Thorny issues block progress on elderly care
- 5 July 2012
- From the section UK
It is boom time for the mobility scooter industry.
The new millennium dawned to the electrical hum of around 70,000 powered wheelchair and scooter users in Britain. Today there are five times as many, with warnings of "mo-sco" gridlock in some of our more populous retirement villages.
Expect the hum to grow ever louder with the number of people over 80 in the UK, currently three million souls, to almost double by 2030 and hit eight million by 2050.
It should be a matter for celebration - we are living longer. But longevity often comes with poor health - on average, each person can expect to spend almost a quarter of life with a disability. We will need looking after - and that costs. Half of us face care bills of up to £20,000, but one in 10 will need to pay over £100,000.
The fact is we haven't yet worked out how to steer our society to a place where we can afford to care for our ageing population. The politics of the elderly appear to be conducted at the pace of a mobility scooter in a convoluted maze where every path is blocked by thorny issues.
It is a labyrinth the last Labour government failed to negotiate - only in its final days did it seek cross-party consensus to try and clear a way through.
As things stand, Scotland offers free care to all - but there are fears that's becoming unsustainable. Wales and Northern Ireland are waiting to see what happens in England where ministers are still studying the conclusions of the Dilnot Commission.
It is a year since economist Andrew Dilnot's panel sent the government his route map to an affordable and sustainable system of adult social care.
Noting how millions of elderly people fear everything they've saved in a lifetime will be gobbled up by nursing and personal care costs in their final few years, Dilnot's answer is a cap on what individuals would have to spend on care before the state picks up the tab.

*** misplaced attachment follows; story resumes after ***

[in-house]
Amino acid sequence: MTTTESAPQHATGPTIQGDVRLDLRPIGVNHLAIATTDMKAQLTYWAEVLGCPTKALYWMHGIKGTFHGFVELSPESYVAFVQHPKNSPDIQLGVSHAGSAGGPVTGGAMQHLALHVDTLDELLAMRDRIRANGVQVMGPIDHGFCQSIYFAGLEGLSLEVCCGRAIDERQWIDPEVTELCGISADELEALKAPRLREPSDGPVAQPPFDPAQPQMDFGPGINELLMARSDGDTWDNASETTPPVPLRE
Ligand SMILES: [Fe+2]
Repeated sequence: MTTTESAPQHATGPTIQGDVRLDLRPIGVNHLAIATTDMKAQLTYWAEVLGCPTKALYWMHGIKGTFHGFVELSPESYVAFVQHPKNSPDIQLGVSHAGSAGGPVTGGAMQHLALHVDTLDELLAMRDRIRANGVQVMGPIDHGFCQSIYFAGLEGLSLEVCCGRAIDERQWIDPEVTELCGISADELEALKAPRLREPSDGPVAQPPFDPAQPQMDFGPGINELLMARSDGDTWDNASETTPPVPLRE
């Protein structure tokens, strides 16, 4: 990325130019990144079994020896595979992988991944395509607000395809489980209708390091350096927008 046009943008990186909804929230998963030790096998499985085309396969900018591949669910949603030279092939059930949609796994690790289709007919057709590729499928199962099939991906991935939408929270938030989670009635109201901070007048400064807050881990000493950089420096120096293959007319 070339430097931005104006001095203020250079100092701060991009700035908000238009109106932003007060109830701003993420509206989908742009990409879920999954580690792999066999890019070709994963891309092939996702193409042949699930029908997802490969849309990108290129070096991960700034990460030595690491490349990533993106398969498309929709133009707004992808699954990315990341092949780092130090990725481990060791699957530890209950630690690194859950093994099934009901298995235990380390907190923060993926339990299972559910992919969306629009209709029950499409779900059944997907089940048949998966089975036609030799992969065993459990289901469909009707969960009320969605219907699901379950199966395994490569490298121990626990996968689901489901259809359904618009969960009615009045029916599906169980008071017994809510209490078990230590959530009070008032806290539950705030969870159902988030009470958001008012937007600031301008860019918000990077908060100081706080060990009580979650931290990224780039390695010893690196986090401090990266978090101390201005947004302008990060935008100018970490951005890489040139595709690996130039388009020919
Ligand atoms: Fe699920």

Those with assets worth more than £100,000 should pay no more than £35,000, he argues. The annual cost would be an extra £1.7bn initially - a small price, it is suggested, for providing decency and fairness to our elderly.
But right now the Treasury can think of 1.7 billion reasons why they might not wish to expand already rising state spending on adult social care. "Where do people think the money is going to come from?" they ask.
The Dilnot commission offers three potential routes.
The first pathway is signposted "general taxation", but down here the terrain quickly becomes politically impassable.
The second is marked "reprioritise existing expenditure" - but raiding the budgets of already cash strapped public services to fund the care needs of people with at least £100,000 worth of assets also leads to spikey political territory.
The third Dilnot option has a sign which once read "specific tax increase paid by those who benefit directly from the reforms" but has been recently amended to read, simply, "granny taxes". The government has made it clear that, in this Parliament at least, it won't touch pensioners' winter fuel allowances, free bus passes or TV licences.
There is another route which is not marked on Dilnot's map. Officials confirm it is the main reason the ratio between England's working and retired populations has not become far worse over the last decade. It is the path signposted "immigration". This route, of course, is being actively closed off.
There is broad consensus that reform is vital. But, when it comes to finding the money, every turn in the maze is met by the thorny habit of a plant named "politica veritas".
The realities of daily politics mean it is now probable that Dilnot's route map will be filed away beyond the next election, the mobility scooter parked up in the long grass.